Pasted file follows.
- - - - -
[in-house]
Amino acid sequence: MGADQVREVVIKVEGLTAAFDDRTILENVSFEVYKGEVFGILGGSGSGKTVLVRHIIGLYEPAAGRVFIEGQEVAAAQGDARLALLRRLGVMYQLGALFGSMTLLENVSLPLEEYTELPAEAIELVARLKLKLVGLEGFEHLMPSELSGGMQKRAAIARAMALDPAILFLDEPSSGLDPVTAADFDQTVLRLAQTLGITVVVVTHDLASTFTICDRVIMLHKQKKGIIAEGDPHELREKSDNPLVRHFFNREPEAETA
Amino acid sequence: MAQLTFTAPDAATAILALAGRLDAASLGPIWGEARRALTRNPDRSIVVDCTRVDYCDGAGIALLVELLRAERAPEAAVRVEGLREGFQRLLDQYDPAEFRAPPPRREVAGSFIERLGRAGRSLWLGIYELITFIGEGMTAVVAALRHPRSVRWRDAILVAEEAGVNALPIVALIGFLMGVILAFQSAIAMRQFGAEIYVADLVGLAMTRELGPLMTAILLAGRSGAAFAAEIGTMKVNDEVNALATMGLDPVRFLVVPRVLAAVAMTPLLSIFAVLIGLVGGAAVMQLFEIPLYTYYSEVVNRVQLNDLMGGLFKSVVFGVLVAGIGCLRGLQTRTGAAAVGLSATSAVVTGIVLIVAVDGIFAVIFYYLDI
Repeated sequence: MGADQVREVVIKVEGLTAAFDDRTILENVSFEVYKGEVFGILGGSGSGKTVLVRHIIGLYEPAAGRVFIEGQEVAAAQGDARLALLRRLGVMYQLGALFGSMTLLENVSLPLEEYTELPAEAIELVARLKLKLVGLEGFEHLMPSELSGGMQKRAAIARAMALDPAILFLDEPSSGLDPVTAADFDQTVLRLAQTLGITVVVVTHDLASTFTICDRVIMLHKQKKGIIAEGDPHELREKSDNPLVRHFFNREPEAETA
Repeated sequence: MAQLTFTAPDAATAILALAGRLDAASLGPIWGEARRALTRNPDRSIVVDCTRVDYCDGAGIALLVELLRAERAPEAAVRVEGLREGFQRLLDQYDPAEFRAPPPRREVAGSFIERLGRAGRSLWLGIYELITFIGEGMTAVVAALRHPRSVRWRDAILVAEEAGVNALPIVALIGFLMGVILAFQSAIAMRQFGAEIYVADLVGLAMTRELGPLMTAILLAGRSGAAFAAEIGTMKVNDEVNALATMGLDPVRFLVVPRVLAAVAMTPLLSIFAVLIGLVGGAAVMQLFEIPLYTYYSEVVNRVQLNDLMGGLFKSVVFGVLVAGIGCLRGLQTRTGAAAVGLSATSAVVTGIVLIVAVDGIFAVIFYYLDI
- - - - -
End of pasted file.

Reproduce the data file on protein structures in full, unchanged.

[in-house]
Amino acid sequence: MGADQVREVVIKVEGLTAAFDDRTILENVSFEVYKGEVFGILGGSGSGKTVLVRHIIGLYEPAAGRVFIEGQEVAAAQGDARLALLRRLGVMYQLGALFGSMTLLENVSLPLEEYTELPAEAIELVARLKLKLVGLEGFEHLMPSELSGGMQKRAAIARAMALDPAILFLDEPSSGLDPVTAADFDQTVLRLAQTLGITVVVVTHDLASTFTICDRVIMLHKQKKGIIAEGDPHELREKSDNPLVRHFFNREPEAETA
Amino acid sequence: MAQLTFTAPDAATAILALAGRLDAASLGPIWGEARRALTRNPDRSIVVDCTRVDYCDGAGIALLVELLRAERAPEAAVRVEGLREGFQRLLDQYDPAEFRAPPPRREVAGSFIERLGRAGRSLWLGIYELITFIGEGMTAVVAALRHPRSVRWRDAILVAEEAGVNALPIVALIGFLMGVILAFQSAIAMRQFGAEIYVADLVGLAMTRELGPLMTAILLAGRSGAAFAAEIGTMKVNDEVNALATMGLDPVRFLVVPRVLAAVAMTPLLSIFAVLIGLVGGAAVMQLFEIPLYTYYSEVVNRVQLNDLMGGLFKSVVFGVLVAGIGCLRGLQTRTGAAAVGLSATSAVVTGIVLIVAVDGIFAVIFYYLDI
Repeated sequence: MGADQVREVVIKVEGLTAAFDDRTILENVSFEVYKGEVFGILGGSGSGKTVLVRHIIGLYEPAAGRVFIEGQEVAAAQGDARLALLRRLGVMYQLGALFGSMTLLENVSLPLEEYTELPAEAIELVARLKLKLVGLEGFEHLMPSELSGGMQKRAAIARAMALDPAILFLDEPSSGLDPVTAADFDQTVLRLAQTLGITVVVVTHDLASTFTICDRVIMLHKQKKGIIAEGDPHELREKSDNPLVRHFFNREPEAETA
Repeated sequence: MAQLTFTAPDAATAILALAGRLDAASLGPIWGEARRALTRNPDRSIVVDCTRVDYCDGAGIALLVELLRAERAPEAAVRVEGLREGFQRLLDQYDPAEFRAPPPRREVAGSFIERLGRAGRSLWLGIYELITFIGEGMTAVVAALRHPRSVRWRDAILVAEEAGVNALPIVALIGFLMGVILAFQSAIAMRQFGAEIYVADLVGLAMTRELGPLMTAILLAGRSGAAFAAEIGTMKVNDEVNALATMGLDPVRFLVVPRVLAAVAMTPLLSIFAVLIGLVGGAAVMQLFEIPLYTYYSEVVNRVQLNDLMGGLFKSVVFGVLVAGIGCLRGLQTRTGAAAVGLSATSAVVTGIVLIVAVDGIFAVIFYYLDI